U.S. CONFERENCE OF MAYORS REISSUES
COMMUNITY POLICING RECOMMENDATIONS
Mayors and Police Chiefs Issue Report, Calling for Outside Investigators
For Police-Involved Shootings
Washington, D.C. – As the situation in Baltimore continues to unfold, the nation’s mayors today are reissuing their recommendations on improving community policing, initially disseminated under the leadership of U.S. Conference of Mayors President Sacramento Mayor Kevin Johnson at the Conference’s 83rd Winter Meeting in Washington, D.C. in January.
The recommendations were unveiled by Gary (IN) Mayor Karen Freeman-Wilson, who chairs the USCM Working Group of Mayors and Police Chiefs, following a four-month review of policies and best-practices nationwide, during a session titled “Strengthening Community Policing in the 21st Century.
Participants in that session included Mayor Freeman-Wilson, Director of White House Intergovernmental Affairs Jerry E. Abramson; Philadelphia Police Commissioner and President Obama’s Task Force on 21st Century Policing Co-Chair Charles Ramsey; George Mason University Professor and President Obama’s Task Force on 21st Century Policing Co-Chair Laurie Robinson; and U.S. Department of Justice Community Oriented Policing Services Office Director and Task Force Executive Director Ronald L. Davis. The session was moderated by Mayor Johnson and included an open question and answer period with hundreds of mayors in the audience.
The Conference’s working group was formed by Johnson following the tragedy in Ferguson and an October meeting in Little Rock, AR where over 100 mayors and police chiefs met at the William J. Clinton Center in Little Rock, AR to discuss different community-policing strategies, lessons to be learned from the situation in Ferguson and ways to build trust between law enforcement and city officials. The group was charged with developing a series of recommendations for local and national actions intended to improve policing in America.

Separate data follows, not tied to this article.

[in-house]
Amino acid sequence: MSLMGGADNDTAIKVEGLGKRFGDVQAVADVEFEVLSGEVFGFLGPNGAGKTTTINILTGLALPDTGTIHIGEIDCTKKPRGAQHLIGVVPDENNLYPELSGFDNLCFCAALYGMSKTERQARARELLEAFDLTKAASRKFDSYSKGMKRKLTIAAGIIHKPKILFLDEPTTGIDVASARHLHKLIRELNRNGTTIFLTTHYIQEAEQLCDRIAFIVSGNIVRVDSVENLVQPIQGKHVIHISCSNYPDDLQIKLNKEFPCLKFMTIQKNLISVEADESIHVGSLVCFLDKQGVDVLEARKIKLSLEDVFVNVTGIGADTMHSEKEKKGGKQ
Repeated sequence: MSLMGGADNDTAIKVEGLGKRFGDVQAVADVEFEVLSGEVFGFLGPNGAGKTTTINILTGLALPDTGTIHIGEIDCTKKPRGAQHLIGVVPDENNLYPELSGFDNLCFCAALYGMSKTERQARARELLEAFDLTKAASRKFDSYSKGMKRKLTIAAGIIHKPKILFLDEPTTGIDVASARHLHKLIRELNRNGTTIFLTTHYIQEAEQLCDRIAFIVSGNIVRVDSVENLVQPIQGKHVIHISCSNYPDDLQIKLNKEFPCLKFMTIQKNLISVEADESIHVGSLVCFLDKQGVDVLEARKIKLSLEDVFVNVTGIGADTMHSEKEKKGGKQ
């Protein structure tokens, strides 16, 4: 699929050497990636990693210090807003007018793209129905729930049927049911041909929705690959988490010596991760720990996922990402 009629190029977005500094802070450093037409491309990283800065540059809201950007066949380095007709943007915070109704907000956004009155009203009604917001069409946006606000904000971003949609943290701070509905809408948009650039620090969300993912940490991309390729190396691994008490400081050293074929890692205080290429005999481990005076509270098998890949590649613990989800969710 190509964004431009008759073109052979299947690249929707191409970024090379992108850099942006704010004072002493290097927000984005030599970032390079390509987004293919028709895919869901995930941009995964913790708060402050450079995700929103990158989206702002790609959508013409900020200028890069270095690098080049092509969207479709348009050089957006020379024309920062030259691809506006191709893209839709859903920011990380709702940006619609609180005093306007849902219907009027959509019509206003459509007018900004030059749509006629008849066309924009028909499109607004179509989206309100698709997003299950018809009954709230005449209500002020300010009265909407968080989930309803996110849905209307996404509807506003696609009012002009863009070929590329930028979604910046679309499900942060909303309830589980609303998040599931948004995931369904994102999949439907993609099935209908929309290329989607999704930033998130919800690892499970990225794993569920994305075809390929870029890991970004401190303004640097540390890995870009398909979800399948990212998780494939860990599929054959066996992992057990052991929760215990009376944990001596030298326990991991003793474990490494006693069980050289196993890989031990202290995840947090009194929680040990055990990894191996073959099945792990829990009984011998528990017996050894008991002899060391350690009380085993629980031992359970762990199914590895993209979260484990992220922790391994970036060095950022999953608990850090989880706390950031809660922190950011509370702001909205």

The full report of recommendations, which will inform the work of President Obama’s Task Force on 21st Century Policing, is available at www.usmayors.org, but topic areas of focus are as follows:
1. Building police-community trust;
2. Improving police department practices;
3. Assuring timely and accurate communications;
4. Conducting independent investigations;
5. Addressing racial and economic disparities;
6. Providing national leadership.
During the Community Policing session, Johnson said, “Mayors stand at the crossroads of their communities. We are the leaders best positioned to bridge the gaps in trust and understanding our residents, all of whom want what is best for our cities.” Johnson also participated in the first public listening session of President Obama’s Task Force on 21st Century Policing on January 13 in Washington, D.C.
Commenting on the work of the USCM Working Group, Mayor Freeman-Wilson said, “Mayors and police chiefs know full well that effective community policing is practiced in a constitutional manner by many police departments, and the vast majority of police officers have developed trusting relationships with the communities they serve. But, we also know there ought to be full confidence with the public in our law enforcement. … If our quest is to achieve a sense of justice in our communities, we have a responsibility to address these issues whenever there is a police-involved death. … This an opportunity for mayors to lead and we can choose to navigate around these issues, or we can create a new landscape in our communities to create a better future for our children.”
Of the mayors’ recommendations, Chief Ramsey said, “We will use this document to help us in our work moving forward. We need the support of the nation’s mayors to help us meet our deadline.” The Task Force’s report to President Obama is expected by March 2, 2015.
Executive Director Davis spoke of his office’s on-going work with The USCM saying, “The COPS office is tasked with supporting the work of the President’s Task Force. We know that trust is key to public safety and requires strong relationships. It is a great honor to serve in this capacity and we appreciate the work of the nation’s mayors.”
During the Winter Meeting, mayors also released the public safety findings results of a Zogby poll, which surveyed public perceptions of local, state and federal government officials in late December. The poll (at usmayors.org) found that:
- On a scale of 1 to 5, with 1 being no trust of local governments to provide public safety and 5 being the highest trust, 54% of Americans polled gave a “trust” score of 4 – 5, while only 19% gave a 1 – 2.
- Cities’ police departments received even higher ratings in protecting the safety and rights of minorities —62% high and 32% low. This was something—to varying degrees—that all races and ideologies agree upon by majorities, though, minorities’ ratings are lower. Whites offer a 66% high to 29% low performance for the police; Hispanics 60% to 34% and African Americans 50% to 43%. Liberals offer 54% to 39%; conservatives 73% to 24%; and moderates 60% to 35%.
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